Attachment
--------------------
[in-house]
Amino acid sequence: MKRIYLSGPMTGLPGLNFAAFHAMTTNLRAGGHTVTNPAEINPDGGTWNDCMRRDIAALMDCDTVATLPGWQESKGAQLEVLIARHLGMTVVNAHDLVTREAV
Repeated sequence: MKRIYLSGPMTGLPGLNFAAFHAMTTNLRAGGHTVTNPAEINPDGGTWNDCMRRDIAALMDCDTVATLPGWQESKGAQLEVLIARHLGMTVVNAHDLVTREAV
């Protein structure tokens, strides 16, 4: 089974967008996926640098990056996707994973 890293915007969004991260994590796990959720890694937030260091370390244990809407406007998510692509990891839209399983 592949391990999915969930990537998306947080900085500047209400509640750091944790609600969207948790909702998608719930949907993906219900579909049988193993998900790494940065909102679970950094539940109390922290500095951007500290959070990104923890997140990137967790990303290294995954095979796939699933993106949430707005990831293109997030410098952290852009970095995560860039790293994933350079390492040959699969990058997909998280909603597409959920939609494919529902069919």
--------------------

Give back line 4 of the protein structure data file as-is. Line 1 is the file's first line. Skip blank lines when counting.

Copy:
């Protein structure tokens, strides 16, 4: 089974967008996926640098990056996707994973 890293915007969004991260994590796990959720890694937030260091370390244990809407406007998510692509990891839209399983 592949391990999915969930990537998306947080900085500047209400509640750091944790609600969207948790909702998608719930949907993906219900579909049988193993998900790494940065909102679970950094539940109390922290500095951007500290959070990104923890997140990137967790990303290294995954095979796939699933993106949430707005990831293109997030410098952290852009970095995560860039790293994933350079390492040959699969990058997909998280909603597409959920939609494919529902069919």